I have a slight cold. Nothing compared to a brain haemorrhage I know but enough to give me that pleasant convalescent feeling which minor ailments can carry with them.
As a not very well known cold cure, I have been listening to Joni Mitchell’s album Hejira again and I am convinced that it is working.
No one is cooler, more laid back or more evocative of that spirit of being alone on the road with some issues to deal with, maybe, but deep down having that delightful sense that
“There’s comfort in melancholy
When there’s no need to explain.”
Hejira is a Middle Eastern word for journey and the whole album was written when she was on an epic trip traveling home alone across America after a performing tour.
If you were ever seduced by Jack Kerouac’s On The Road, if you fancy yourself as a moody rolling stone – gathering no moss but just few experiences on route – or even if you just want to listen to one of the great singer-songwriters of our times, then you owe it to yourself to indulge in some personal time with this album and to find some comfort in her melancholy whether you have a cold or not.
Needless to say, it is worth it alone just to hear Neil Young’s bluesy harmonica playing on the track Furry Sings The Blues. A song where Mitchell is lamenting a favourite theme, the loss of characterful bohemian streets in favour of malls and parking lots. Neil Young just melts your heart in the way harmonicas do.
On this album Mitchell has moved on from her folk/rock roots to embrace blues and jazz and to collaborate with some great musicians, none more impressive than the great electric bassist, Jaco Pastorius whose adventurously wide ranging bass and amazing bass guitar harmonies make him an equal partner, a fellow jazz improviser to Joni Mitchell’s voice which is now maturer, richer and more risk-taking than it was on her most famous album Blue.
Was Jaco Pastorius the greatest bassist that has ever lived? Of course he was….just listen to him if you don’t believe me. It is one of those great rock ‘n roll tragedies that he not only went down that one way street to drugs and drink overload but he ended his life at the age of 35 with a careless punch from a club bouncer.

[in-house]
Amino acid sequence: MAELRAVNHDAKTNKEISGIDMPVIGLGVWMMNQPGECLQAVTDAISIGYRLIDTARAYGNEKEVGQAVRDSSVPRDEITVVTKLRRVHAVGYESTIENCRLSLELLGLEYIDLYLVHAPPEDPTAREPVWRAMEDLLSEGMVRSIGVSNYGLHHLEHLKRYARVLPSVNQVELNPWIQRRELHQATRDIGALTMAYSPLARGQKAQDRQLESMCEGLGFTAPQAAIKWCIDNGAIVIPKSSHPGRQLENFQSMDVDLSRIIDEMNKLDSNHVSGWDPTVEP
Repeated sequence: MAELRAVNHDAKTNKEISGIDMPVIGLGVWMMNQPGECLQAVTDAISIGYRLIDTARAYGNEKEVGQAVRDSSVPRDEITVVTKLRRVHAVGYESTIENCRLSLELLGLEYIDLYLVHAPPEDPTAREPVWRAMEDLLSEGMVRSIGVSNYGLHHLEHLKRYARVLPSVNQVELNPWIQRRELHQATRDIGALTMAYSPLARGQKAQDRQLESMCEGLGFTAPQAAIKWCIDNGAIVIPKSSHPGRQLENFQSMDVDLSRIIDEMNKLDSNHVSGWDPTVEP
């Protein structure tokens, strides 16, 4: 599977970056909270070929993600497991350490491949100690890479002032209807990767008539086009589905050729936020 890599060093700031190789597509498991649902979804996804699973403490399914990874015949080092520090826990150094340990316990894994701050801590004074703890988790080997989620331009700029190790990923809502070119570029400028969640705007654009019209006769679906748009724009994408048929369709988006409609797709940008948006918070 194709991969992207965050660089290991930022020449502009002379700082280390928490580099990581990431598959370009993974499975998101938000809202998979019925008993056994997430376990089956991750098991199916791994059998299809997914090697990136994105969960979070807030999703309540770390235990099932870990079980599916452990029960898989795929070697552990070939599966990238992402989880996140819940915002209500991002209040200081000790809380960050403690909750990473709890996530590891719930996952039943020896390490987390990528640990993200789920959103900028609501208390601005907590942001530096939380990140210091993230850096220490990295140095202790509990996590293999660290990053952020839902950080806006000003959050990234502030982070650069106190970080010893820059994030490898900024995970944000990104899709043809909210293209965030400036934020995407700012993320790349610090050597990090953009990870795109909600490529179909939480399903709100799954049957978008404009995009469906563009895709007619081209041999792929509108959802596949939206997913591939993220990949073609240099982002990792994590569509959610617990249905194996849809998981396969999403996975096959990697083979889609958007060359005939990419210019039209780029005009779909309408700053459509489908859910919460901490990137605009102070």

This album was newly minted for me again as I slumped on a sofa listening to it yesterday.
If you want the perfect conditions for enjoying it just take my advice:
Catch a minor head cold,
Light a log fire,
Lie on the most comfortable sofa God has yet created,
Dim the lights,
Or light some candles,
Burn some incense,
Do what else you have to do to mellow your senses
And just open your ears.
It will never fail, believe me.
My journey began all over again lying there with Joni yesterday afternoon. Back on the road again…driving on one of those unbelievably straight American freeways through an unending landscape with just your own thoughts for company.
I have been a lucky man. My work has paid me to travel solo to many interesting places and given me enough time to enjoy it, as Joni Mitchell sings, until I am “porous with travel fever.”
That enjoyable melancholy reminds me of a friend’s house at university. He was older than the rest of us, had made a few mistakes and picked up some baggage but he had learnt a bit about life’s pleasures.
He filled that tiny house with books, stacked on shelves of discarded floorboards and bricks, he had all the great albums, piled in alphabetical order of artist, he had found two abandoned sofas and covered them in Indian shawls and the walls he painted white.
To me, it was the perfect house.
It was there, in front of his wood fire, lying on a sofa with a slight cold, that I first heard the magic of Neil Young, Joni Mitchell and The Band. All Canadian national treasures and all perennial performers in that great concert in my mind. There will always be that virtual fire, with the gentle crackling of old wood, whenever I listen to these folk.
They speak of days of freedom, ambition and hope but also days that never hurried, never worried too much and most certainly never knew when you’d had enough.
So welcome back Joni, you have been away too long. I hope my cold lingers for just a bit longer because there are plenty more albums where Hejira came from.